Cotton’s amendment #4098 served as a particular threat, as it would have added exceptions to the removal of US armed forces that would include “support efforts to disrupt Houthi attacks against locations outside Yemen, such as ballistic missile attacks, unmanned aerial vehicle attacks, maritime attacks against United States or international vessels, or terrorist attacks against civilian targets.” While the amendments introduced by Senator Cotton were not adopted, Senator Cornyn’s amendments were adopted.

Though the joint resolution passed in the Senate, the proposal and inclusion of such detrimental amendments serves to emphasize the discord within Congress in coming to an agreement on the US role in the war in Yemen. But while the Senate was able to surmount some of this discord, the Republican leadership in the House of Representatives has continuously refused to take up legislation that would address US support for the war. Representatives like Congressmen Ro Khanna (D-CA) and Ted Lieu (D-CA) have long openly opposed US involvement in the war in Yemen. In August, Congressman Lieu sent a letter to the Department of Defense (DoD) Inspector General calling for an investigation into whether U.S. personnel supporting Saudi and Emeriti coalition operations in Yemen were violating US regulations, the Law of Armed Conflict, the Uniform Code of Military Justice, federal statutes, or international law in their capacity as support for the Saudis and Emiratis. Despite wide support in the House, Speaker Paul Ryan (R-WI) has instead pushed language, hidden in the 2018 Farm Bill, that would prohibit the current Congress from applying the War Powers Resolution to resolutions relating to Yemen. Ryan’s language narrowly passed by three votes – 206-203 – as the House of Representatives have effectively stalled yesterday’s Senate advances towards halting US support to Saudi Arabia in Yemen.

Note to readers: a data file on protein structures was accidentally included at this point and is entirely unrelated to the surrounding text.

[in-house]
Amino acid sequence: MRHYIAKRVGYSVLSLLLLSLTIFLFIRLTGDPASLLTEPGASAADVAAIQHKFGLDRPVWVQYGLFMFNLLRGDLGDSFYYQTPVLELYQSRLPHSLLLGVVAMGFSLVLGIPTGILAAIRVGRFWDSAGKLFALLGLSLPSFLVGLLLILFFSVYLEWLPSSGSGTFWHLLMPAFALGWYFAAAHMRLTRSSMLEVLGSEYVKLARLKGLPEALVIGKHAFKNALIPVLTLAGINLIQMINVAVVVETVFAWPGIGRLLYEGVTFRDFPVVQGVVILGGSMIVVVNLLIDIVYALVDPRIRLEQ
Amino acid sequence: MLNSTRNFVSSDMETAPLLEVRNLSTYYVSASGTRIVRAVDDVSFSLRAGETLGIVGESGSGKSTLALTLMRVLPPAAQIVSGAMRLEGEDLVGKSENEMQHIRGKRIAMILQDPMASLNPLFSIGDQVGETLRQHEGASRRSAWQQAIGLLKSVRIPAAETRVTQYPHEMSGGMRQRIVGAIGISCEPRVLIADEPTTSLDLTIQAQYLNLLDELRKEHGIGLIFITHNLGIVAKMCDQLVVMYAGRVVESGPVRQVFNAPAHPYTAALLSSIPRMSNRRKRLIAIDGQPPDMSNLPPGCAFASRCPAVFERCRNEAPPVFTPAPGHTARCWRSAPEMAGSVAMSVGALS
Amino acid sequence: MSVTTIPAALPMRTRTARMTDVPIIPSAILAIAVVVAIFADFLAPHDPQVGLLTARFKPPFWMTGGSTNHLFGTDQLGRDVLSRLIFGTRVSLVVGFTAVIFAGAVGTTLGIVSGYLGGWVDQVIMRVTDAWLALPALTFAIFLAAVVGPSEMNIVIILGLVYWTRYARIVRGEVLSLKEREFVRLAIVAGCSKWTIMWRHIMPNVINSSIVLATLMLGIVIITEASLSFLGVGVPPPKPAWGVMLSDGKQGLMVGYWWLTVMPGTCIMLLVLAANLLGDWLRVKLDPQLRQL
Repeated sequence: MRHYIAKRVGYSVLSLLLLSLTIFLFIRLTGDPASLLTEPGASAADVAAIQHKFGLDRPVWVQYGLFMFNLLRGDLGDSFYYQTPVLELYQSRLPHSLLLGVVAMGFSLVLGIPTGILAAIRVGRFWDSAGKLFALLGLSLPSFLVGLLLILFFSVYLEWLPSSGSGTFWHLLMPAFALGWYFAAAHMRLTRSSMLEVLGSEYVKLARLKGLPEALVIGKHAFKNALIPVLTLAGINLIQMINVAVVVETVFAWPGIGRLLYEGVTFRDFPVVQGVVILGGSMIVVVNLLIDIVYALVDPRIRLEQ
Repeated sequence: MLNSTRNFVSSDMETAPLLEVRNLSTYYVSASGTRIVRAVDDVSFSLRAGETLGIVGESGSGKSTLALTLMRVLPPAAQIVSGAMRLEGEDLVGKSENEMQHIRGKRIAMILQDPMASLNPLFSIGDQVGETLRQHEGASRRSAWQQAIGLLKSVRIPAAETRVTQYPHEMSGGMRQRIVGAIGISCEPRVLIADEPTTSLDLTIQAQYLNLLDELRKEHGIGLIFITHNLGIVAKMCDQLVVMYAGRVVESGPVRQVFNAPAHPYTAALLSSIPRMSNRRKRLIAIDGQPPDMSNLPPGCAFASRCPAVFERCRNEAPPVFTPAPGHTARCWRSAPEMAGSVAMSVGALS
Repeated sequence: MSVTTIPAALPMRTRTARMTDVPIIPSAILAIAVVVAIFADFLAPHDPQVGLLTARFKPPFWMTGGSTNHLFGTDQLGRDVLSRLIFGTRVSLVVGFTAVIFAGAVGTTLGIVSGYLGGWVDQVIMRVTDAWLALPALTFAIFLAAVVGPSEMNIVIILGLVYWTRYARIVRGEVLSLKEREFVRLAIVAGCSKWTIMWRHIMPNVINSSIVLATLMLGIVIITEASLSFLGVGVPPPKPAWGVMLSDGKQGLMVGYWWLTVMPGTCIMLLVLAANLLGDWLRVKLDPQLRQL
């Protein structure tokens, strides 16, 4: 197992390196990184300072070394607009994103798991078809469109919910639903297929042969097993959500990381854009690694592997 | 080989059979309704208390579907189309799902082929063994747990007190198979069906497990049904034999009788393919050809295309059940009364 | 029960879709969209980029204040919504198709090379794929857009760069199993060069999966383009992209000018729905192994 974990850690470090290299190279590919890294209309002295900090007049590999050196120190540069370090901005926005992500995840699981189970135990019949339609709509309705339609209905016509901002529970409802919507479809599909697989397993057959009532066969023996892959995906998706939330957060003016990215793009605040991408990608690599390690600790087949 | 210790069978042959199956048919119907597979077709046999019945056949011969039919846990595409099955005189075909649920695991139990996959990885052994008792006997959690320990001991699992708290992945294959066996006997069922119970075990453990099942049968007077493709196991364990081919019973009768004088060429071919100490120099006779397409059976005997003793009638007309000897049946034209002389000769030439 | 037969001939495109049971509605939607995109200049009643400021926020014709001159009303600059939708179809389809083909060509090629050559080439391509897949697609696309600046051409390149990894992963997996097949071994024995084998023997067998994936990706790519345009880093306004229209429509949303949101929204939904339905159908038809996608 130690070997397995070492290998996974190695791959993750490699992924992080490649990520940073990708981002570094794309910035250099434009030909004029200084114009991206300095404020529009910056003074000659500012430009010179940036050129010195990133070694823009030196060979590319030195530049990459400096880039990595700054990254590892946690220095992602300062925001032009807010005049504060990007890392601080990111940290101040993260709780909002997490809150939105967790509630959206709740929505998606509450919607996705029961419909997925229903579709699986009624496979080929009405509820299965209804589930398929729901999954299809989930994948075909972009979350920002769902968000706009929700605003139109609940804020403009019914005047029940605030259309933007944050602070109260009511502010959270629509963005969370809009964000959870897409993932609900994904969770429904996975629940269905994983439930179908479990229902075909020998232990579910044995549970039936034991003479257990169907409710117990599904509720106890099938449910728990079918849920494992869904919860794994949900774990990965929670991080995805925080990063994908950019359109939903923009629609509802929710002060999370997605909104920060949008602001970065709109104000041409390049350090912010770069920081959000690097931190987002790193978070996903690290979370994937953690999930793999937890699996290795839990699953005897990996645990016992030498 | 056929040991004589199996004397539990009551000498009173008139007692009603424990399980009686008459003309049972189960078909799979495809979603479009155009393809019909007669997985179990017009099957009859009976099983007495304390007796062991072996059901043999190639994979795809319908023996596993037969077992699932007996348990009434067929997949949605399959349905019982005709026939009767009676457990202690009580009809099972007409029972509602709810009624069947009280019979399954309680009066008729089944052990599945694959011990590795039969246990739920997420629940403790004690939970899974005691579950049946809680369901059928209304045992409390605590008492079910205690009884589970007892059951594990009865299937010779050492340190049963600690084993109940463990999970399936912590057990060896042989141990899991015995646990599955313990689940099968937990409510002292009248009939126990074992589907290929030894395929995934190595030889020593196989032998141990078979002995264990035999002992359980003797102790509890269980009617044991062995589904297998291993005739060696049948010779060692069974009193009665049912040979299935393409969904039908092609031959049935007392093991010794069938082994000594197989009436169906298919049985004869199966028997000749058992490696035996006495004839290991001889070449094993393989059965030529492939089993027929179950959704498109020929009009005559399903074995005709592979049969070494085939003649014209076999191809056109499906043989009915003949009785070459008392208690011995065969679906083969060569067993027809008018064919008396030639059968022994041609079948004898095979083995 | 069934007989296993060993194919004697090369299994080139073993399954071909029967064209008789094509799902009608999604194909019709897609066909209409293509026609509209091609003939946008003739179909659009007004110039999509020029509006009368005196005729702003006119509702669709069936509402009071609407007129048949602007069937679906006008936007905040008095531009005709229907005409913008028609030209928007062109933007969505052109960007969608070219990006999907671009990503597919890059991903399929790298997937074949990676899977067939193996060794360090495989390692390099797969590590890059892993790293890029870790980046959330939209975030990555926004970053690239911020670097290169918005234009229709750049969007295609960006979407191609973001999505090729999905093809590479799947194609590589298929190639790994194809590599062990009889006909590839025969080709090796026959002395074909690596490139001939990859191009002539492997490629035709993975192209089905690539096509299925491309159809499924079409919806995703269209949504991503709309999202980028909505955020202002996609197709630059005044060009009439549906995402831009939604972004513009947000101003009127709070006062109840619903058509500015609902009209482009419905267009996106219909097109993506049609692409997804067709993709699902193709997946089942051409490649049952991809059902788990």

As the White House continues to dismiss calls to hold Saudi Arabia accountable for abuses in Yemen and in the case of Khashoggi, Congress’s failure to relay a unified message only continues to hamper any progress in taking a sterner look at the Gulf kingdom and preventing a deepening culture of impunity across the Gulf region. In addition to Jamal Khashoggi, governments have targeted dissidents with little accountability. Saudi Shia cleric and social justice activist Sheikh Nimr al-Nimr was targeted by the Saudi government for his activism, saw charges brought against him, including disobeying the ruler, that criminalize freedom of expression. Despite this, he was ultimately executed after an unfair trial with authorities receiving minimal repercussions. In Egypt, Italian postgraduate student Giulio Regeni was tortured and murdered for researching trade unions in the country, but Egyptian authorities have stonewalled calls for an investigation.